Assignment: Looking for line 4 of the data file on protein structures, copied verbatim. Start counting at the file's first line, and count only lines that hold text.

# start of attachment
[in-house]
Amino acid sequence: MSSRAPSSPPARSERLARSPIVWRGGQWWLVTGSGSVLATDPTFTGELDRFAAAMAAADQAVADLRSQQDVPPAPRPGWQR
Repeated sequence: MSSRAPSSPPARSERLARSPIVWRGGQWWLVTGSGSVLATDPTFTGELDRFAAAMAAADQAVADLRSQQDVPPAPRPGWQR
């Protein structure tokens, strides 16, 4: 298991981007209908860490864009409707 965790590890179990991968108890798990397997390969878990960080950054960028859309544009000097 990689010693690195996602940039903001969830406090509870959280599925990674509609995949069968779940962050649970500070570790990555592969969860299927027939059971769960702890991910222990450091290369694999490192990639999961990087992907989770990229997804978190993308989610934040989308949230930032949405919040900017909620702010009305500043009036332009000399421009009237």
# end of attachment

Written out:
């Protein structure tokens, strides 16, 4: 298991981007209908860490864009409707 965790590890179990991968108890798990397997390969878990960080950054960028859309544009000097 990689010693690195996602940039903001969830406090509870959280599925990674509609995949069968779940962050649970500070570790990555592969969860299927027939059971769960702890991910222990450091290369694999490192990639999961990087992907989770990229997804978190993308989610934040989308949230930032949405919040900017909620702010009305500043009036332009000399421009009237």